It is the end of December 2016, with clear skies over Niger. But as 2017 draws near prospects are grim for some 500 residents in Bani Kosseye, a village 80km from the capital Niamey. Agricultural production has been poor here, and families’ meagre stocks are expected to run out within a few weeks. People already fear famine. Continue reading
CABI, together with Tmax Productions, have produced a video called the ‘Green Invasion – Destroying Livelihoods in Africa.” The short film (approx. 7mins long) details how invasive weeds are impacting on the lives of rural communities in East Africa.
Although a large number of non-native species have become invasive in the region, this film focusses on four of the most problematic species namely Chromolaena odorata (Devil weed), Parthenium hysterophorus (famine weed), Prosopis juliflora (Mathenge) and Opuntia stricta (erect prickly pear). The excellent footage shows the extent of weed infestations with accounts from community members on how these invasive plants are destroying the natural resource base on which they depend. It is clear that invasive weeds are destroying traditions, cultures and a way of life for millions of people on the continent.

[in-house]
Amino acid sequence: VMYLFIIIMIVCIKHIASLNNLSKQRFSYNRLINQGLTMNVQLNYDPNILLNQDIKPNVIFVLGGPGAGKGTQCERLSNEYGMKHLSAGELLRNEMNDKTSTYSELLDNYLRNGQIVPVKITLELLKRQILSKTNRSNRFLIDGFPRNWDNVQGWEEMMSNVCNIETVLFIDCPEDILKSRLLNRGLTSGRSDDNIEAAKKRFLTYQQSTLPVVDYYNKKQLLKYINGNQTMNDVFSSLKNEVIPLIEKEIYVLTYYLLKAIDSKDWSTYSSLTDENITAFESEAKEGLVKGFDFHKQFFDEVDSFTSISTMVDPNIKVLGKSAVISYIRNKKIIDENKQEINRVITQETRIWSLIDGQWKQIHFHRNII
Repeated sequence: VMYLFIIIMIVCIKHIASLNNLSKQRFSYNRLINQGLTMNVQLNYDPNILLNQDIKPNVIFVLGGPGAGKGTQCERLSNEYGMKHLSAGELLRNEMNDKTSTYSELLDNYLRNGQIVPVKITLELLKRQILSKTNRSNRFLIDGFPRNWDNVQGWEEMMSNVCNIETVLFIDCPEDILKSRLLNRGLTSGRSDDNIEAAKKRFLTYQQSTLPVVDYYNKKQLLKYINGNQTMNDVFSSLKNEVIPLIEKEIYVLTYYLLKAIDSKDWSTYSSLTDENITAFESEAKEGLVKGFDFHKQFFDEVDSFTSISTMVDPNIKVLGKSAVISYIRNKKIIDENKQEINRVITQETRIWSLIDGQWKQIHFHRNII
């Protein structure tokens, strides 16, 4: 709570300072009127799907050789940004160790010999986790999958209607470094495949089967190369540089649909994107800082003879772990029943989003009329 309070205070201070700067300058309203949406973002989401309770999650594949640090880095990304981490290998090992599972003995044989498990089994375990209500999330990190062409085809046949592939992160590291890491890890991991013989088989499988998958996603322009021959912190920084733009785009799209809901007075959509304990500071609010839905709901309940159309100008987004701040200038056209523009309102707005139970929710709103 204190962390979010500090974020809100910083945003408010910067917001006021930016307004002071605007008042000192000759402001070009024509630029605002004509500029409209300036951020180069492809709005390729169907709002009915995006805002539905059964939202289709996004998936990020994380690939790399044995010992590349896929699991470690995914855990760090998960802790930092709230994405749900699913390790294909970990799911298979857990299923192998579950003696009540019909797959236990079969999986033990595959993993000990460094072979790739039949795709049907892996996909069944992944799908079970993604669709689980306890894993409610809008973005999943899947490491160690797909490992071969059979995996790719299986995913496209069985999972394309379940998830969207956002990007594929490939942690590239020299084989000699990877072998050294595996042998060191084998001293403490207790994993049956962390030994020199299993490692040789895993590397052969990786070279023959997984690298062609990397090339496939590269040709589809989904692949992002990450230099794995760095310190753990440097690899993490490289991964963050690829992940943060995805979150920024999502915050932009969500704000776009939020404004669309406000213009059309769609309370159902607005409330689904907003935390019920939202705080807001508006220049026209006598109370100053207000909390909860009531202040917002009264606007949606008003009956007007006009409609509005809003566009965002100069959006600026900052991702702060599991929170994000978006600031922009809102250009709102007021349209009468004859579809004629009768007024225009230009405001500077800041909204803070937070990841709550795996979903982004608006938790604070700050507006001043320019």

However, all is not lost. The film notes that if effective management programmes are implemented, including biological control, we can make a difference to many people’s lives.
Although of general interest, the film is intended to raise the profile of invasive species and their impacts on livelihoods amongst donors and governments. We need them to take action and provide support for initiatives to manage one of the biggest threats to economic development on the planet.
CABI Regional Coordinator, Invasives (Africa & Asia)